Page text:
Keeping a survey short is probably one of the most challenging tasks about survey design and administration. In my consulting practice, I am frequently approached with surveys that are dozens of pages long. When pilot tested, these surveys often take individuals several hours to complete. There are extreme cases where this length of survey is necessary and justifiable. But they are very rare. It is almost always better to collect less data well than to try to collect a large amount of data at one time from a single person.
In my research, after 20 minutes of answering survey questions, the quality of the data decreases by 11% in reliability. After 40 minutes of answering survey questions, the quality of the data decreases by a full 42%. This means that the data at the end of a long survey is almost worse than no data at all, because of its potential to produce misleading results.
The best way of reducing the size of your survey is to remove questions. Return to the core research question and purpose of your survey. It is quite common to experience scope creep when writing a survey and to unintentionally include a lot of questions that are close to your core research questions, but not actually about your core research question. This is particularly true when a group of stakeholders are designing the survey.
Go through your survey draft with three colored pencils – green, yellow and orange. Highlight in green each question that gives you data that is absolutely essential to answer your core research question. Highlight in yellow questions that you think will allow you to gain valuable insight into your core research question. Highlight in orange the questions that are good to have but you might be able to do without. Get your colleagues to do the same. Include only those questions that are highlighted in green by everyone. If your survey draft is still short enough, gradually add back the yellow questions.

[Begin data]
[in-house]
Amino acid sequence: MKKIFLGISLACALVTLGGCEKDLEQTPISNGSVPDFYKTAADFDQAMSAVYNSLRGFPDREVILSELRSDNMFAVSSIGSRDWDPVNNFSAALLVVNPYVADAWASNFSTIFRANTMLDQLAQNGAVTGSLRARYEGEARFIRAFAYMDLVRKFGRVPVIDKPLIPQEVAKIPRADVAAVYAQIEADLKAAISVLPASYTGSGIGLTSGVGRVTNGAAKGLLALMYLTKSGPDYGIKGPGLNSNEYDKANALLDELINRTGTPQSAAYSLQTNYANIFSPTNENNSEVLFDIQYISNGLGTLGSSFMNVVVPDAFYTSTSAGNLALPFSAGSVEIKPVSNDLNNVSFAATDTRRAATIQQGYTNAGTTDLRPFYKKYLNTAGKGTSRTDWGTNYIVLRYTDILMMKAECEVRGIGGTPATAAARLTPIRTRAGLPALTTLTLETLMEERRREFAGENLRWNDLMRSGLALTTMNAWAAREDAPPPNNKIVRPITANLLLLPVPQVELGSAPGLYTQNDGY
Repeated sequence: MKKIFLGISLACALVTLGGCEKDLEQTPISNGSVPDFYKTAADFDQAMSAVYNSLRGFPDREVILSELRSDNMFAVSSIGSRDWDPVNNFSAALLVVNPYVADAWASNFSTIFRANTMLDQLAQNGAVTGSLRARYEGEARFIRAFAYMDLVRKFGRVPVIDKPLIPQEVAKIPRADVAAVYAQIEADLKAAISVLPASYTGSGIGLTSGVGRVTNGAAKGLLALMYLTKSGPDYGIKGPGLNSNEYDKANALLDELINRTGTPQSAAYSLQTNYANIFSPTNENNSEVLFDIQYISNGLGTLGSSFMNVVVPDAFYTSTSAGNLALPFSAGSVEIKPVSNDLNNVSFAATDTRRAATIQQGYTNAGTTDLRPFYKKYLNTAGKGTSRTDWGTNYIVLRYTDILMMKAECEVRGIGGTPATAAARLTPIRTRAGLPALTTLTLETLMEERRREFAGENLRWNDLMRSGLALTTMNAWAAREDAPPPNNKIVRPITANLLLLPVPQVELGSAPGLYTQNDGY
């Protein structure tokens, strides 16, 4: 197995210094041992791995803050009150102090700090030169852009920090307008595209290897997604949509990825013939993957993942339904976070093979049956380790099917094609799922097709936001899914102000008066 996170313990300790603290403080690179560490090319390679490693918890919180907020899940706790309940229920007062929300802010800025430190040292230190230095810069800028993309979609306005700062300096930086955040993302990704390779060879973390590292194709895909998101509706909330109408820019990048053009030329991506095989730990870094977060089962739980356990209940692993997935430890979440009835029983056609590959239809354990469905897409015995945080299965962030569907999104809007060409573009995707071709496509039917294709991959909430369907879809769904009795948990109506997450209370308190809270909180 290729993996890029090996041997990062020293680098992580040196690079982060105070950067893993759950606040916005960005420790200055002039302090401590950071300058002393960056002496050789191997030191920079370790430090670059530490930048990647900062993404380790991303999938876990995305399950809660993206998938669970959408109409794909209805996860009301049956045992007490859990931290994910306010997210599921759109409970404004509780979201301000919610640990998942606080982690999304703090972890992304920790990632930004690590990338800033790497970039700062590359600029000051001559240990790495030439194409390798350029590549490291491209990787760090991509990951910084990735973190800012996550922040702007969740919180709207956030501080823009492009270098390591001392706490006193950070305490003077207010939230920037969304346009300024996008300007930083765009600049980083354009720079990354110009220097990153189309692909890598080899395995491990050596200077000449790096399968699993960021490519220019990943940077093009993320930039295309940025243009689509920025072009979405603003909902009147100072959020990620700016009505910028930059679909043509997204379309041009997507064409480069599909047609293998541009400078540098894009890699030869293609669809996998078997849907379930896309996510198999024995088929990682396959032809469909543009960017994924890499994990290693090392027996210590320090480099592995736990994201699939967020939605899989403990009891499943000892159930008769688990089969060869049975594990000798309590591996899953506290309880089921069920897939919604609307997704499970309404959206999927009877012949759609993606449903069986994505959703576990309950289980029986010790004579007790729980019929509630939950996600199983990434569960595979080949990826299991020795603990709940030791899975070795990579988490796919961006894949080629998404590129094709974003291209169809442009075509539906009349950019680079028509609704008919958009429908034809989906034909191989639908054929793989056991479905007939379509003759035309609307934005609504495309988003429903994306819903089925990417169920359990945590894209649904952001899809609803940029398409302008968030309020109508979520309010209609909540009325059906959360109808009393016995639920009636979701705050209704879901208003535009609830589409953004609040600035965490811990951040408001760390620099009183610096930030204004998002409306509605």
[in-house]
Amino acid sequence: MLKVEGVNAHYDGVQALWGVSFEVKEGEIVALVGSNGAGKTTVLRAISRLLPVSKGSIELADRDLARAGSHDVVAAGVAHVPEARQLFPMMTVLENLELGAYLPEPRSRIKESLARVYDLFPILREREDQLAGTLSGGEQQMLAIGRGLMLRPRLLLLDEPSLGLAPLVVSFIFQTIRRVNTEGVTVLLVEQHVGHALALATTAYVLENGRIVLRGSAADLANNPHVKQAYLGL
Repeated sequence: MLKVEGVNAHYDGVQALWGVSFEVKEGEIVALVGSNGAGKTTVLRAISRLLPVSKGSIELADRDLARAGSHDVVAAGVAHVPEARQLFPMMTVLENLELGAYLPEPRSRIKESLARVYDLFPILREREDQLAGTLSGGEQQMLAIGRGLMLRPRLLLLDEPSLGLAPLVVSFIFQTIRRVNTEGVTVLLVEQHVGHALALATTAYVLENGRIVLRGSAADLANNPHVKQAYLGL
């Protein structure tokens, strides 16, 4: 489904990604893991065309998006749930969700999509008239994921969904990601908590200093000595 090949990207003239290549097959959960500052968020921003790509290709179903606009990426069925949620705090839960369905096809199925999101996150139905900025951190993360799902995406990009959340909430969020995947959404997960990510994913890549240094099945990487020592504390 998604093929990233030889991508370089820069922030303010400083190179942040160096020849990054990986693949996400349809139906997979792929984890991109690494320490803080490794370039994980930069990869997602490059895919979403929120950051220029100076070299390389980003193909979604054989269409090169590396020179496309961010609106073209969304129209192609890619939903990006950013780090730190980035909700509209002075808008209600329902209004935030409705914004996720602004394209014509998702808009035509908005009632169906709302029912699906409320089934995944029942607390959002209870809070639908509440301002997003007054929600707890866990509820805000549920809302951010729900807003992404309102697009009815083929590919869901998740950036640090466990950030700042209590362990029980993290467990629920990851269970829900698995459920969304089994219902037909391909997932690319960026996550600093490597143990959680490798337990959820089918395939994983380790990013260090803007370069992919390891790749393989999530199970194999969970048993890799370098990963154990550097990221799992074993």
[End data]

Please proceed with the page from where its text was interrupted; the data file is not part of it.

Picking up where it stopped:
Do a bit of research into what others have found using surveys in your field. Often there are one or two questions that are extremely strong predictors of what you’re trying to measure. Include these questions and drop the rest.
For example, a Harvard Business Review piece (The One Number You Need to Know, Frederick F. Reichheld) showed that the single question, “How likely are you to recommend X to a friend or colleague?” was as strong of a predictor of customer loyalty as any longer survey. This super short survey also provided actionable results for stimulating growth better than a longer survey that often ended up with low response rates and data that was misleading, ambiguous, and difficult to act on. This type of question works in the non-profit world too.
One way of reducing the length of a survey, when you simply cannot find a way to reduce the overall number of questions, is to divide the survey into several modules – one core module and then several adjunct modules. All survey respondents get asked the questions in the core module. And the survey field team rotates the adjunct modules through different respondents. This way you still get some data on all your questions. And the data you get is more reliable than if you asked all your respondents 2 hours of questions. Datassist has had good success with this method.
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